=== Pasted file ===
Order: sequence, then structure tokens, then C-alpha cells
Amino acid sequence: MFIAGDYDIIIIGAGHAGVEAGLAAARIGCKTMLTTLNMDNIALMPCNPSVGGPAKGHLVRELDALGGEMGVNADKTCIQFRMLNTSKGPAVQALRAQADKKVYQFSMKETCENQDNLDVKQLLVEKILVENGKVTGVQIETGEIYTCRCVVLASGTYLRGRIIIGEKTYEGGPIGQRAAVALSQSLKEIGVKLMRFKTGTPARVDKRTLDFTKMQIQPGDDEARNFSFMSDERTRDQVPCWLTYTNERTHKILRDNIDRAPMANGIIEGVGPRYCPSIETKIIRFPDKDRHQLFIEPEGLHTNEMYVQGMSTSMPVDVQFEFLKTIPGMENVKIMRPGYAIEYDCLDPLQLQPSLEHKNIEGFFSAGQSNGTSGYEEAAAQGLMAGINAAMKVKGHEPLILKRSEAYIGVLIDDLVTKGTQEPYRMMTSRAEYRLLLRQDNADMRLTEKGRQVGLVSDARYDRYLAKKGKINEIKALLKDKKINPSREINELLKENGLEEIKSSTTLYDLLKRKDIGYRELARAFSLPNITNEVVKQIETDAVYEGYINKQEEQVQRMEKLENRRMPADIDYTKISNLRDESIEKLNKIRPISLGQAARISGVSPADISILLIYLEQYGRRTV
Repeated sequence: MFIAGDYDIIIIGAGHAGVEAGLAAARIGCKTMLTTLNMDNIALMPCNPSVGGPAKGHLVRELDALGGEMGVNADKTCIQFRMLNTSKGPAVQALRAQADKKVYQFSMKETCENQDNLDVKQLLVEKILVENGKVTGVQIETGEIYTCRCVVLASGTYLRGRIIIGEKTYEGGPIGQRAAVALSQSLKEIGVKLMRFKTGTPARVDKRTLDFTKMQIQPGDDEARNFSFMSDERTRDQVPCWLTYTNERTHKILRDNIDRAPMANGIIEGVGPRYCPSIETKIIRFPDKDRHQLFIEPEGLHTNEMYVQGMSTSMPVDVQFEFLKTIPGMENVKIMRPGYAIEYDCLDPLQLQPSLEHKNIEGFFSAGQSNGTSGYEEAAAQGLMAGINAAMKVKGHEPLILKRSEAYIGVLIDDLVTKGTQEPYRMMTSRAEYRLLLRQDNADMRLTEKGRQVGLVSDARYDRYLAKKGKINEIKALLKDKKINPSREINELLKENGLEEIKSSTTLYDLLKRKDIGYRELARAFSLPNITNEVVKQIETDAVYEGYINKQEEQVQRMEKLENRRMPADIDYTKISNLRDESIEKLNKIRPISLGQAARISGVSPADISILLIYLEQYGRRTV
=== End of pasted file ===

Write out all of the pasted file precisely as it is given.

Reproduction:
Order: sequence, then structure tokens, then C-alpha cells
Amino acid sequence: MFIAGDYDIIIIGAGHAGVEAGLAAARIGCKTMLTTLNMDNIALMPCNPSVGGPAKGHLVRELDALGGEMGVNADKTCIQFRMLNTSKGPAVQALRAQADKKVYQFSMKETCENQDNLDVKQLLVEKILVENGKVTGVQIETGEIYTCRCVVLASGTYLRGRIIIGEKTYEGGPIGQRAAVALSQSLKEIGVKLMRFKTGTPARVDKRTLDFTKMQIQPGDDEARNFSFMSDERTRDQVPCWLTYTNERTHKILRDNIDRAPMANGIIEGVGPRYCPSIETKIIRFPDKDRHQLFIEPEGLHTNEMYVQGMSTSMPVDVQFEFLKTIPGMENVKIMRPGYAIEYDCLDPLQLQPSLEHKNIEGFFSAGQSNGTSGYEEAAAQGLMAGINAAMKVKGHEPLILKRSEAYIGVLIDDLVTKGTQEPYRMMTSRAEYRLLLRQDNADMRLTEKGRQVGLVSDARYDRYLAKKGKINEIKALLKDKKINPSREINELLKENGLEEIKSSTTLYDLLKRKDIGYRELARAFSLPNITNEVVKQIETDAVYEGYINKQEEQVQRMEKLENRRMPADIDYTKISNLRDESIEKLNKIRPISLGQAARISGVSPADISILLIYLEQYGRRTV
Repeated sequence: MFIAGDYDIIIIGAGHAGVEAGLAAARIGCKTMLTTLNMDNIALMPCNPSVGGPAKGHLVRELDALGGEMGVNADKTCIQFRMLNTSKGPAVQALRAQADKKVYQFSMKETCENQDNLDVKQLLVEKILVENGKVTGVQIETGEIYTCRCVVLASGTYLRGRIIIGEKTYEGGPIGQRAAVALSQSLKEIGVKLMRFKTGTPARVDKRTLDFTKMQIQPGDDEARNFSFMSDERTRDQVPCWLTYTNERTHKILRDNIDRAPMANGIIEGVGPRYCPSIETKIIRFPDKDRHQLFIEPEGLHTNEMYVQGMSTSMPVDVQFEFLKTIPGMENVKIMRPGYAIEYDCLDPLQLQPSLEHKNIEGFFSAGQSNGTSGYEEAAAQGLMAGINAAMKVKGHEPLILKRSEAYIGVLIDDLVTKGTQEPYRMMTSRAEYRLLLRQDNADMRLTEKGRQVGLVSDARYDRYLAKKGKINEIKALLKDKKINPSREINELLKENGLEEIKSSTTLYDLLKRKDIGYRELARAFSLPNITNEVVKQIETDAVYEGYINKQEEQVQRMEKLENRRMPADIDYTKISNLRDESIEKLNKIRPISLGQAARISGVSPADISILLIYLEQYGRRTV